Shirley M. Watts will become the second black woman to serve on Maryland’s intermediate appellate court, following her appointment by the governor on Wednesday.
The selection comes less than six months after Michele D. Hotten’s appointment to the Court of Special Appeals in July.
Watts will fill the vacancy left by the retirement of Judge Arrie W. Davis in the sixth district, which serves Baltimore City. Davis served as a judge for 19 years at the district, circuit and appellate levels.
Gov. Martin O’Malley said Watts will bring broad experience to the bench. She has served as a prosecutor, public defender, federal administrative law judge and Baltimore City Circuit Court judge.
“Judge Watts is widely respected for her intelligence, high ethical standards, and commitment to the rule of law,” O’Malley said in a news release. “These qualities will serve her well on our state’s intermediate appellate court.”
Watts did not immediately respond to a request for comment.
O’Malley also appointed two other judges Wednesday. Attorney Keith Baynes will serve on the Circuit Court for Cecil County and Brian Shockley, also an attorney, will serve on the Circuit Court for Worcester County.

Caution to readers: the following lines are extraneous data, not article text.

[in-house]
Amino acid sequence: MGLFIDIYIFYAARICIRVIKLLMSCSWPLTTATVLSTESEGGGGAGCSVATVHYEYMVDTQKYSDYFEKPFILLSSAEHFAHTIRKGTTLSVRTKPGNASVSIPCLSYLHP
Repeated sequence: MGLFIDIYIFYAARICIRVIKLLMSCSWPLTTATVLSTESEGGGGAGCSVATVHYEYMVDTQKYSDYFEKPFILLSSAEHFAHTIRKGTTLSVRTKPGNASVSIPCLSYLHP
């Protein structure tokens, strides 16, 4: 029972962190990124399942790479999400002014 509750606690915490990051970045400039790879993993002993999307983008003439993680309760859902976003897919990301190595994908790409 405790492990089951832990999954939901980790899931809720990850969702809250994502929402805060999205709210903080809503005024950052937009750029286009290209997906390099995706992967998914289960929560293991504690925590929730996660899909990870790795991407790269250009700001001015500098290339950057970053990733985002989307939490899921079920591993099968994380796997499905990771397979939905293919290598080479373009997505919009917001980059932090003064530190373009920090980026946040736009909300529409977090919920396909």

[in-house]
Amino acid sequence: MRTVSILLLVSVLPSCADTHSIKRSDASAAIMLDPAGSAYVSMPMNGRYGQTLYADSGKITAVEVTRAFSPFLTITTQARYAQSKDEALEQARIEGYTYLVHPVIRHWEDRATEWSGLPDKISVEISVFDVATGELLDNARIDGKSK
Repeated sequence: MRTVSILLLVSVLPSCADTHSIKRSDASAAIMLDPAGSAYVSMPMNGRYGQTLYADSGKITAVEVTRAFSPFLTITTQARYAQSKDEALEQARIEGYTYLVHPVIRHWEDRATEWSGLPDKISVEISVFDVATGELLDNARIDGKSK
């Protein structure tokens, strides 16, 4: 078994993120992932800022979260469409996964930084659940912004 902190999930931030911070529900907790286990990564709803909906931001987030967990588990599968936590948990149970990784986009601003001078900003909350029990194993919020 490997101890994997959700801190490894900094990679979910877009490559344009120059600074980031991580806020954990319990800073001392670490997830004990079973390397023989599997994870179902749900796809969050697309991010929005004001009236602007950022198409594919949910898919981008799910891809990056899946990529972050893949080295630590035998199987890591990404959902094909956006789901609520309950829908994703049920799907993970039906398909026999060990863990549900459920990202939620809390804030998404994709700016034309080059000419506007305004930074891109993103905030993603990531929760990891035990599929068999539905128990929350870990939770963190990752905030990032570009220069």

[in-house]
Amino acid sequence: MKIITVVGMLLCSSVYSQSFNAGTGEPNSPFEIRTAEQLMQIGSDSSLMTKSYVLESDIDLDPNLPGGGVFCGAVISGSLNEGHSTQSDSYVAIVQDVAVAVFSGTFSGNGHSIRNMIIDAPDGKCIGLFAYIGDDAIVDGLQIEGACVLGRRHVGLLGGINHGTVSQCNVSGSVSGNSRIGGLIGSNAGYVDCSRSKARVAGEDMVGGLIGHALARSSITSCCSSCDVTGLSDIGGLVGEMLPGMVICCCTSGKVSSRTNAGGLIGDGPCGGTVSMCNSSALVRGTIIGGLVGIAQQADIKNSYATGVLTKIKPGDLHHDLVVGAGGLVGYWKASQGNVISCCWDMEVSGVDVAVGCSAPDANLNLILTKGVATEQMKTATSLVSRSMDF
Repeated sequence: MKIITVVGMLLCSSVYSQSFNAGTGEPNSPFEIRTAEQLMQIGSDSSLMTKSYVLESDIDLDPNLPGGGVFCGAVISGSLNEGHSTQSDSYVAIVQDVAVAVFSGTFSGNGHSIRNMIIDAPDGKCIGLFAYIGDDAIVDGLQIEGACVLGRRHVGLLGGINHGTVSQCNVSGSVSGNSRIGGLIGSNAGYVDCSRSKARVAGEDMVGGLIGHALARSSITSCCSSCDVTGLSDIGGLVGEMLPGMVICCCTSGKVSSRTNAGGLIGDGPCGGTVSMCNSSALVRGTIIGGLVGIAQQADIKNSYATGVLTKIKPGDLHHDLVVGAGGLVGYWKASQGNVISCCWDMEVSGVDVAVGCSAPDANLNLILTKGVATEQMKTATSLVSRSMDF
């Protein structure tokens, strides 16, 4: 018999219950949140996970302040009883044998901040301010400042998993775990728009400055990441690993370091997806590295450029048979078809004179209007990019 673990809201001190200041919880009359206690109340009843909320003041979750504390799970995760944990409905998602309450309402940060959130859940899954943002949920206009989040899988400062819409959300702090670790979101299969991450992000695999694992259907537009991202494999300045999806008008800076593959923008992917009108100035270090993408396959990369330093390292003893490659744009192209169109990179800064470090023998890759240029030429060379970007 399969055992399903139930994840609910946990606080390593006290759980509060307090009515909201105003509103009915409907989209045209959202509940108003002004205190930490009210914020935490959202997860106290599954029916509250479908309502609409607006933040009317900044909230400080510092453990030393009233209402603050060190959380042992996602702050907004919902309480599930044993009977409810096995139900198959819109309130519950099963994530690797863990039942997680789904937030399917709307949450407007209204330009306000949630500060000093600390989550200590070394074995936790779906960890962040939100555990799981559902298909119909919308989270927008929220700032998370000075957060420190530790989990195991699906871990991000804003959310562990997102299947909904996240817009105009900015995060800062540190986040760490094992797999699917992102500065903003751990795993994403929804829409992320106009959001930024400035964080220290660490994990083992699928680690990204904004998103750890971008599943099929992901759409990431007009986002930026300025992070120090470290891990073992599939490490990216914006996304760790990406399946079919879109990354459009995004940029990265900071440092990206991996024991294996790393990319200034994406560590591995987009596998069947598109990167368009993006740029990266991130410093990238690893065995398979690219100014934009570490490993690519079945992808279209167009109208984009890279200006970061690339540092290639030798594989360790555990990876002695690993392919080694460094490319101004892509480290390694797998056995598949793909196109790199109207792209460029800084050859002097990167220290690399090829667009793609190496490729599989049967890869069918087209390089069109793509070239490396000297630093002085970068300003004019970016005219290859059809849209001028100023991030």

Baynes will fill the vacancy left by the death of Judge Richard E. Jackson. Shockley will replace Judge Theodore R. Eschenburg, who has retired. Baynes and Shockley could not be reached Wednesday afternoon.
Watts earned her law degree from Rutgers University School of Law.
She has served as an associate judge in Baltimore City Circuit Court since 2002. Her legal career began with a stint practicing criminal law. She also spent four years as an assistant state’s attorney for Baltimore City and nine years in the Office of the Federal Public Defender for the District of Maryland. In that role she represented indigent criminal defendants.
In 1997, she went on to serve as a federal administrative law judge. From 1999 to 2002, she served as chief administrative law judge for the Office of Hearings and Appeals in Maryland.
Court of Special Appeals Judge Ellen L. Hollander said O’Malley had “three outstanding candidates” to choose from. The pool also included Baltimore City Circuit Court Judges Audrey J.S. Carrion and Pamela Janice White.
“In my capacity as a member of the Court of Special Appeals, I had occasion to review cases where she was the trial judge, and it was clear that she was a very bright and capable judge,” Hollander said of Watts.
Watts’ colleague of many years, Circuit Judge Evelyn Omega Cannon, said she was unaware of the appointment until she received a call from The Daily Record. Cannon said she was pleased for Watts, whom she called thoughtful and careful.
“It was a kind of situation I thought no matter which was appointed, it was going to be a great choice and a loss to this bench,” she said.
Watts was appointed from nominees selected by the Appellate Courts Judicial Nominating Commission. Baynes and Shockley were appointed from nominees selected by the Trial Courts Judicial Nominating Commissions.